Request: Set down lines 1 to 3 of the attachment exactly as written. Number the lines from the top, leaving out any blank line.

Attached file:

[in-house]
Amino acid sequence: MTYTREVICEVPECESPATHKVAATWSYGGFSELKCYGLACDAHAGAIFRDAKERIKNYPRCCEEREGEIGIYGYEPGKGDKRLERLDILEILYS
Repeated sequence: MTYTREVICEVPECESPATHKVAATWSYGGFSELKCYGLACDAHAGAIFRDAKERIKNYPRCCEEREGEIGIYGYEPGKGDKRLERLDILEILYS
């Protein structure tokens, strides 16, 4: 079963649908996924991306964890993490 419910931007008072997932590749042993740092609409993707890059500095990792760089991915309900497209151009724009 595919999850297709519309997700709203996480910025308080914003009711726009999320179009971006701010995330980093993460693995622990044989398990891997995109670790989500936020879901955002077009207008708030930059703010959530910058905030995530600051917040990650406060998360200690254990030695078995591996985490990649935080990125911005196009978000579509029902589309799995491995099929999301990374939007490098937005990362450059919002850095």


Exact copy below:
[in-house]
Amino acid sequence: MTYTREVICEVPECESPATHKVAATWSYGGFSELKCYGLACDAHAGAIFRDAKERIKNYPRCCEEREGEIGIYGYEPGKGDKRLERLDILEILYS
Repeated sequence: MTYTREVICEVPECESPATHKVAATWSYGGFSELKCYGLACDAHAGAIFRDAKERIKNYPRCCEEREGEIGIYGYEPGKGDKRLERLDILEILYS